Focus on Context

We’ve all seen various repeats of “Content is King”, first uttered by Bill Gates in 1996. It was certainly true then, although many people seemed to think (and apparently, some still do) that focusing solely on content was sufficient to achieve success. Mr. Gates, of course, is bright enough to know that the “build it and they will come” approach to marketing leaves a lot to be desired. His mistake was in believing that most people would realize that and fill in the gaps. Some, Bill… but apparently, not the majority.

Taking into consideration the self-induced tunnel vision of the masses, if you add the fact that search algorithms have matured tremendously, perhaps even beyond the point that many thought possible nearly 20 years ago, one can reasonably argue that Bill’s statement is no longer true. Or at least, true only in a more general sense.

The King is Dead (or at least, deathly ill)

Today’s algorithms are significantly more complex than their early predecessors, analyzing not only a host of the old-school probabilistic factors that deal with a page’s usability, accessibility, relationships, etc., but also endeavoring to more fully understand what the page is about. This is an important next step toward TBL’s Semantic Web vision.

The coronation of context as the new reigning king took place quietly and gradually… the exact date is uncertain. And like any monarch, its reign may be temporary (though I wouldn’t bet on it). But for now, it deserves a large portion of our attention (for the tunnel-visioned amongst you, not to the exclusion of all else).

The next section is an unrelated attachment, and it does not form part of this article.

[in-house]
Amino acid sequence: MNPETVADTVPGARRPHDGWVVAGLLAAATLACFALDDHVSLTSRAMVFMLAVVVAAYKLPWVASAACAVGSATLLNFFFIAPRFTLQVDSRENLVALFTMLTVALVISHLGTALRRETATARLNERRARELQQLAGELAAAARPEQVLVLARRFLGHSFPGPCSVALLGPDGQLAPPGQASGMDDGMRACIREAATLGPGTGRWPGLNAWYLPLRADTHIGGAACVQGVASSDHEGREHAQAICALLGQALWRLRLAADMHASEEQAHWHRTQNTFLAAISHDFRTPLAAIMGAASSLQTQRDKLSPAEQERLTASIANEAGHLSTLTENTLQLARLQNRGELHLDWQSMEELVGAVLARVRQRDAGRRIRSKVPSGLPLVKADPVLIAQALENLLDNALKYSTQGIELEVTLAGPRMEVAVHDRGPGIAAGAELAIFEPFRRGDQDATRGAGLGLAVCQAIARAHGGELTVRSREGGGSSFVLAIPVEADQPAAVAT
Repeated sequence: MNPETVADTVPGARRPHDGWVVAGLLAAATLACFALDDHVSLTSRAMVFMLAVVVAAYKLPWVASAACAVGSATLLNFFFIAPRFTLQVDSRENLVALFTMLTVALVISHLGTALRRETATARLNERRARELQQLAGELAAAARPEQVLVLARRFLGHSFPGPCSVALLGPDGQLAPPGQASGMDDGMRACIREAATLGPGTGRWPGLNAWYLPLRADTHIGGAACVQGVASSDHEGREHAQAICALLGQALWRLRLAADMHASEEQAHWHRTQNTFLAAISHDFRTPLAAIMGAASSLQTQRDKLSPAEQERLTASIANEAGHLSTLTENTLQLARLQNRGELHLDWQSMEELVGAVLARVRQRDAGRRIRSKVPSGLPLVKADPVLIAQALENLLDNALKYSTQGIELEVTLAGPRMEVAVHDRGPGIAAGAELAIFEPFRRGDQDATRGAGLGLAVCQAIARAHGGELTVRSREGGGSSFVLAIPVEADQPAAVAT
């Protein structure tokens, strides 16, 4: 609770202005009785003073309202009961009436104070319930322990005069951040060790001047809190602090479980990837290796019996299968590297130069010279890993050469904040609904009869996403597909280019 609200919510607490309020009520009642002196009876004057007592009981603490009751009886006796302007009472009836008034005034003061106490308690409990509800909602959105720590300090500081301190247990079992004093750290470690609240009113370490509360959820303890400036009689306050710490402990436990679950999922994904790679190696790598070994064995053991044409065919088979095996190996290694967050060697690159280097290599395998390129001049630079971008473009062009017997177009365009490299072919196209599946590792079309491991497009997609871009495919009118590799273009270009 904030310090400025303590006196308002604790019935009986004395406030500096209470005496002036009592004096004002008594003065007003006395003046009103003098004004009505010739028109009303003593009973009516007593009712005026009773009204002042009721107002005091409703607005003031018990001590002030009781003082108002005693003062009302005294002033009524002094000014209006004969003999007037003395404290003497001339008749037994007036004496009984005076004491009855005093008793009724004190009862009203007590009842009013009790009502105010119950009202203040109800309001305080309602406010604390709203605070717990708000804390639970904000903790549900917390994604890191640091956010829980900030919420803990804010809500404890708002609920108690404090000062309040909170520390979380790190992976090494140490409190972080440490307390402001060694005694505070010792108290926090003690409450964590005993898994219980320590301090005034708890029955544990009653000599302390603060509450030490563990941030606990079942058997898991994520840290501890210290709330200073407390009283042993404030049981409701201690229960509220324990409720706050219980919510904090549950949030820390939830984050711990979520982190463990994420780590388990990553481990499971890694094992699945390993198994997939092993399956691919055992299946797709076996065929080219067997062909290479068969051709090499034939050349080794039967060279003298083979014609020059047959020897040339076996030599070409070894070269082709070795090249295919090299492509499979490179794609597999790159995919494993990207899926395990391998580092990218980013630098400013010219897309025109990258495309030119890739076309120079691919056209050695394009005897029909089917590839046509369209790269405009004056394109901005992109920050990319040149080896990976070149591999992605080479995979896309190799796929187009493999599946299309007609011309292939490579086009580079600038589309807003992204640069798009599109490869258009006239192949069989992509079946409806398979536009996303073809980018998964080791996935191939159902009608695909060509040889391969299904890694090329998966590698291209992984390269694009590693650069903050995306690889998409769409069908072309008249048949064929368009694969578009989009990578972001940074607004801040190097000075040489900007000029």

Benefits of Focused Context

The ability of the algorithms to determine the principle context of a page has a few different effects on site owners and copywriters. These should interest any marketer.

Better for Users

Content that is highly focused on a particular topic or theme is easier for users to absorb. It also allows for a more intuitive experience, from search through navigation and finally, to the call to action (as well as allowing more granular analysis of a site’s traffic and activity).

Better for Search Engines

If the content of a page is clearly centered on a specific theme or topic, it makes it much easier for search algorithms to determine which search queries the page is most relevant to. This should be no surprise to anyone… it may be hard to rank a page for crossstitching patterns if your page is also discussing bengal tigers or skateboards.

Better for Teaching the Algorithms

With learning algorithms all the rage, doesn’t it make sense that we want to make it as easy for them as possible? As mere mathematical formulas, they deal with patterns and probabilities, and when content doesn’t touch on a dozen different topics, those patterns are more easily identified and probabilities can be much more refined. This accelerates the learning process, so that the algo moves on a little smarter each time. That, in turn, improves its understanding of the next page it visits, not just on the same topic, but on virtually any topic.

Don’t Take This Too Literally

This doesn’t mean that you can’t mention anything on a page that, when viewed apart, isn’t highly relevant to the topic. With a little imagination, there’s a way to mention bengal tiger on that crosstitching page in a fashion that won’t confuse either users or search engines. It just takes a basic understanding of what the linguistic capabilities of the search algorithms are – and they’re probably more advanced than you think.

The Bottom Line

Knowing that when presented in a manner that is clear and comprehensible to users, content is often also comprehensible to search engines, your job of creating good content is made a lot easier. You can now focus most of your attention on writing to the users (who should always have been your primary target). If you write it well for them, you’ll find it will take very little added effort to optimize it for the search engines, too – just focus on the context.

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